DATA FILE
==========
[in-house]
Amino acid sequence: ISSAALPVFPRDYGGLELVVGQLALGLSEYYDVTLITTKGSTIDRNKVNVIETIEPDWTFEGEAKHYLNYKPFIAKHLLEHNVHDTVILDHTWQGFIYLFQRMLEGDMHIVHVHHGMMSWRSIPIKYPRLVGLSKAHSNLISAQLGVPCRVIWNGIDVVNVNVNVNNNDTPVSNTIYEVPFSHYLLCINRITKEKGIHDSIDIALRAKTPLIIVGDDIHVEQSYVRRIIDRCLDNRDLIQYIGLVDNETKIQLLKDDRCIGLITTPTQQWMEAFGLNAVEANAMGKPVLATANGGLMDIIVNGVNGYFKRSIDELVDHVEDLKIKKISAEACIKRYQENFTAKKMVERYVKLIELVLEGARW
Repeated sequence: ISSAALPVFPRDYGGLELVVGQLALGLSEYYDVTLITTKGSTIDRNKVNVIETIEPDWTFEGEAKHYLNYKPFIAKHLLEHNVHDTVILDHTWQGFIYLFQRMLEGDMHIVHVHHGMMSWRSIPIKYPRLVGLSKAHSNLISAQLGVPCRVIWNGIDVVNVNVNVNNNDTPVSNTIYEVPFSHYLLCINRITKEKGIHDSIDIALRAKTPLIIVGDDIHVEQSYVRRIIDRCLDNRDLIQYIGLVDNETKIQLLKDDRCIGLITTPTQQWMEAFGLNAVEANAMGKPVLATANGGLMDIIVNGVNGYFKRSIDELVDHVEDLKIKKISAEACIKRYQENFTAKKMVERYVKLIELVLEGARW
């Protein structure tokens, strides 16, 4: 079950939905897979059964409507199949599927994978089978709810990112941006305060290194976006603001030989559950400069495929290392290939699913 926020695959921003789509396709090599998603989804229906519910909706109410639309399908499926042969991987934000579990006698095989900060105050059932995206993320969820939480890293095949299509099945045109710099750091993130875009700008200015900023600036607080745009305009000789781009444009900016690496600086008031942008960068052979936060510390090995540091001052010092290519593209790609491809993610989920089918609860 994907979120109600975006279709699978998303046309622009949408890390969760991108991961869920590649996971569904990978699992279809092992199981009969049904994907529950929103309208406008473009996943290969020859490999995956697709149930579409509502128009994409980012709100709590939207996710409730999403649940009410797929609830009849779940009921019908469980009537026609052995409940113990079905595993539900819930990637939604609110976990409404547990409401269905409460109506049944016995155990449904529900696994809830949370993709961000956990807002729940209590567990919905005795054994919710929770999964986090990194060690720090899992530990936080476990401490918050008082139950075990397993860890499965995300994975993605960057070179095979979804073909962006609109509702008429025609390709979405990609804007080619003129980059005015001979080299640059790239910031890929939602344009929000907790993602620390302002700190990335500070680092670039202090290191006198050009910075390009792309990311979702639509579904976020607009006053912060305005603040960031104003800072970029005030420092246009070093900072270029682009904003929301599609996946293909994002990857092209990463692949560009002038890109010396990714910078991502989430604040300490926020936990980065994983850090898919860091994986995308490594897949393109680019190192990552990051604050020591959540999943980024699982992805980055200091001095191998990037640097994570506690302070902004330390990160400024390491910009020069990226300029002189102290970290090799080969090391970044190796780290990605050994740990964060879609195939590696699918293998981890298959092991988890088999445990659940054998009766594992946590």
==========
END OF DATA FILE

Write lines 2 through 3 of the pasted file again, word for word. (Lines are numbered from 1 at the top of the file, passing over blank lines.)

Amino acid sequence: ISSAALPVFPRDYGGLELVVGQLALGLSEYYDVTLITTKGSTIDRNKVNVIETIEPDWTFEGEAKHYLNYKPFIAKHLLEHNVHDTVILDHTWQGFIYLFQRMLEGDMHIVHVHHGMMSWRSIPIKYPRLVGLSKAHSNLISAQLGVPCRVIWNGIDVVNVNVNVNNNDTPVSNTIYEVPFSHYLLCINRITKEKGIHDSIDIALRAKTPLIIVGDDIHVEQSYVRRIIDRCLDNRDLIQYIGLVDNETKIQLLKDDRCIGLITTPTQQWMEAFGLNAVEANAMGKPVLATANGGLMDIIVNGVNGYFKRSIDELVDHVEDLKIKKISAEACIKRYQENFTAKKMVERYVKLIELVLEGARW
Repeated sequence: ISSAALPVFPRDYGGLELVVGQLALGLSEYYDVTLITTKGSTIDRNKVNVIETIEPDWTFEGEAKHYLNYKPFIAKHLLEHNVHDTVILDHTWQGFIYLFQRMLEGDMHIVHVHHGMMSWRSIPIKYPRLVGLSKAHSNLISAQLGVPCRVIWNGIDVVNVNVNVNNNDTPVSNTIYEVPFSHYLLCINRITKEKGIHDSIDIALRAKTPLIIVGDDIHVEQSYVRRIIDRCLDNRDLIQYIGLVDNETKIQLLKDDRCIGLITTPTQQWMEAFGLNAVEANAMGKPVLATANGGLMDIIVNGVNGYFKRSIDELVDHVEDLKIKKISAEACIKRYQENFTAKKMVERYVKLIELVLEGARW